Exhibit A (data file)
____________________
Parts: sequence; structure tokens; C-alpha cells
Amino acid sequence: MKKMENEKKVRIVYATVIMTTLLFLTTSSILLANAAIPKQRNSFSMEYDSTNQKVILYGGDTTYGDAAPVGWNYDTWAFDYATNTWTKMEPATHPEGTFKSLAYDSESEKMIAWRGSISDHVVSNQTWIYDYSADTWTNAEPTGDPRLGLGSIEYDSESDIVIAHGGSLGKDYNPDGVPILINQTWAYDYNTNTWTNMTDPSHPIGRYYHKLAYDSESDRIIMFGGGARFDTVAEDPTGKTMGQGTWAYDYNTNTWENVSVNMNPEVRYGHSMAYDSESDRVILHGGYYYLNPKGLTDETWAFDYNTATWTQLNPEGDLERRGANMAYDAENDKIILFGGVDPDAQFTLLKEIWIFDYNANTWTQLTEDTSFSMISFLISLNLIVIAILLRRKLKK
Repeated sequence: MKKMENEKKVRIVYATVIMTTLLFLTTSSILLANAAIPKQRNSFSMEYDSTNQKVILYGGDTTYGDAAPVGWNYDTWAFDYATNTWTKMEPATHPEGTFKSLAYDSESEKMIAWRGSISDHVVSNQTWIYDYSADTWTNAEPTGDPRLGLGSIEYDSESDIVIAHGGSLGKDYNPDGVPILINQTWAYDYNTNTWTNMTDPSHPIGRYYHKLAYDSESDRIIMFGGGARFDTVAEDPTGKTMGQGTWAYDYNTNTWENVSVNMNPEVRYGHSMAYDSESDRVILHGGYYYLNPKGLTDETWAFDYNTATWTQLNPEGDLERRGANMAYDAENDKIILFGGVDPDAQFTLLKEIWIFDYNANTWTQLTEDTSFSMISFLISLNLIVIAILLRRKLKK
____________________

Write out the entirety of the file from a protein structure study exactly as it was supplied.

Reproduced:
Parts: sequence; structure tokens; C-alpha cells
Amino acid sequence: MKKMENEKKVRIVYATVIMTTLLFLTTSSILLANAAIPKQRNSFSMEYDSTNQKVILYGGDTTYGDAAPVGWNYDTWAFDYATNTWTKMEPATHPEGTFKSLAYDSESEKMIAWRGSISDHVVSNQTWIYDYSADTWTNAEPTGDPRLGLGSIEYDSESDIVIAHGGSLGKDYNPDGVPILINQTWAYDYNTNTWTNMTDPSHPIGRYYHKLAYDSESDRIIMFGGGARFDTVAEDPTGKTMGQGTWAYDYNTNTWENVSVNMNPEVRYGHSMAYDSESDRVILHGGYYYLNPKGLTDETWAFDYNTATWTQLNPEGDLERRGANMAYDAENDKIILFGGVDPDAQFTLLKEIWIFDYNANTWTQLTEDTSFSMISFLISLNLIVIAILLRRKLKK
Repeated sequence: MKKMENEKKVRIVYATVIMTTLLFLTTSSILLANAAIPKQRNSFSMEYDSTNQKVILYGGDTTYGDAAPVGWNYDTWAFDYATNTWTKMEPATHPEGTFKSLAYDSESEKMIAWRGSISDHVVSNQTWIYDYSADTWTNAEPTGDPRLGLGSIEYDSESDIVIAHGGSLGKDYNPDGVPILINQTWAYDYNTNTWTNMTDPSHPIGRYYHKLAYDSESDRIIMFGGGARFDTVAEDPTGKTMGQGTWAYDYNTNTWENVSVNMNPEVRYGHSMAYDSESDRVILHGGYYYLNPKGLTDETWAFDYNTATWTQLNPEGDLERRGANMAYDAENDKIILFGGVDPDAQFTLLKEIWIFDYNANTWTQLTEDTSFSMISFLISLNLIVIAILLRRKLKK